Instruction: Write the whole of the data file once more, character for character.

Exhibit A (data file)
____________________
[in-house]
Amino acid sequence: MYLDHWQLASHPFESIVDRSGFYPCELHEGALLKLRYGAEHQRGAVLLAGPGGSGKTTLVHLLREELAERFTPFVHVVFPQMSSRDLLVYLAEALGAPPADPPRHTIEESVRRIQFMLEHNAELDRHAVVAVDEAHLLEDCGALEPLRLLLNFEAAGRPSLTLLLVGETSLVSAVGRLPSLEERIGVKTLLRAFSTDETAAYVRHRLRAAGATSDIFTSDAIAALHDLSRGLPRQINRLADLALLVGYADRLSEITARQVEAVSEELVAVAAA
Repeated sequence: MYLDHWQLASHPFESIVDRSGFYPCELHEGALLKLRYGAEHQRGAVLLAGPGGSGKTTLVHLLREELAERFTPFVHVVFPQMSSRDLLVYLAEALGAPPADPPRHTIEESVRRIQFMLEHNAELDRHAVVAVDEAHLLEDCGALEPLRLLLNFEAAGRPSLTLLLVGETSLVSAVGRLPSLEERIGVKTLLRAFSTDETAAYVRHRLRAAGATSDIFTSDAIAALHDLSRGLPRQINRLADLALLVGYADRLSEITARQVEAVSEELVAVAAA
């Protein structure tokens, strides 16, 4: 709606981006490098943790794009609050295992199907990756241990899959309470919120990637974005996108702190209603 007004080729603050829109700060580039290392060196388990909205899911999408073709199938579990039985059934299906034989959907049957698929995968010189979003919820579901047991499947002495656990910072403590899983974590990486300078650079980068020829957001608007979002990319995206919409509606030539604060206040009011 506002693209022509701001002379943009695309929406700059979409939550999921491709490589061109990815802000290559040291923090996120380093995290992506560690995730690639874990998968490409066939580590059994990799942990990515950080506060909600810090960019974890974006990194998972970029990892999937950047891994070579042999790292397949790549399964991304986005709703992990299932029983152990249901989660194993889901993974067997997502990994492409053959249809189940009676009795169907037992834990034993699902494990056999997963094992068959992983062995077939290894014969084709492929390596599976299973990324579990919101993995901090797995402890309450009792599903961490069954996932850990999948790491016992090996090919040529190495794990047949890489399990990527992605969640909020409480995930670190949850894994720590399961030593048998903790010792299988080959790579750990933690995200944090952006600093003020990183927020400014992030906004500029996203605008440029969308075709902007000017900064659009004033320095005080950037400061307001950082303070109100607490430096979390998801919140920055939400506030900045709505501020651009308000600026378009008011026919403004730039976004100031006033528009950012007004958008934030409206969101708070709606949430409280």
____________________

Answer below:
[in-house]
Amino acid sequence: MYLDHWQLASHPFESIVDRSGFYPCELHEGALLKLRYGAEHQRGAVLLAGPGGSGKTTLVHLLREELAERFTPFVHVVFPQMSSRDLLVYLAEALGAPPADPPRHTIEESVRRIQFMLEHNAELDRHAVVAVDEAHLLEDCGALEPLRLLLNFEAAGRPSLTLLLVGETSLVSAVGRLPSLEERIGVKTLLRAFSTDETAAYVRHRLRAAGATSDIFTSDAIAALHDLSRGLPRQINRLADLALLVGYADRLSEITARQVEAVSEELVAVAAA
Repeated sequence: MYLDHWQLASHPFESIVDRSGFYPCELHEGALLKLRYGAEHQRGAVLLAGPGGSGKTTLVHLLREELAERFTPFVHVVFPQMSSRDLLVYLAEALGAPPADPPRHTIEESVRRIQFMLEHNAELDRHAVVAVDEAHLLEDCGALEPLRLLLNFEAAGRPSLTLLLVGETSLVSAVGRLPSLEERIGVKTLLRAFSTDETAAYVRHRLRAAGATSDIFTSDAIAALHDLSRGLPRQINRLADLALLVGYADRLSEITARQVEAVSEELVAVAAA
């Protein structure tokens, strides 16, 4: 709606981006490098943790794009609050295992199907990756241990899959309470919120990637974005996108702190209603 007004080729603050829109700060580039290392060196388990909205899911999408073709199938579990039985059934299906034989959907049957698929995968010189979003919820579901047991499947002495656990910072403590899983974590990486300078650079980068020829957001608007979002990319995206919409509606030539604060206040009011 506002693209022509701001002379943009695309929406700059979409939550999921491709490589061109990815802000290559040291923090996120380093995290992506560690995730690639874990998968490409066939580590059994990799942990990515950080506060909600810090960019974890974006990194998972970029990892999937950047891994070579042999790292397949790549399964991304986005709703992990299932029983152990249901989660194993889901993974067997997502990994492409053959249809189940009676009795169907037992834990034993699902494990056999997963094992068959992983062995077939290894014969084709492929390596599976299973990324579990919101993995901090797995402890309450009792599903961490069954996932850990999948790491016992090996090919040529190495794990047949890489399990990527992605969640909020409480995930670190949850894994720590399961030593048998903790010792299988080959790579750990933690995200944090952006600093003020990183927020400014992030906004500029996203605008440029969308075709902007000017900064659009004033320095005080950037400061307001950082303070109100607490430096979390998801919140920055939400506030900045709505501020651009308000600026378009008011026919403004730039976004100031006033528009950012007004958008934030409206969101708070709606949430409280």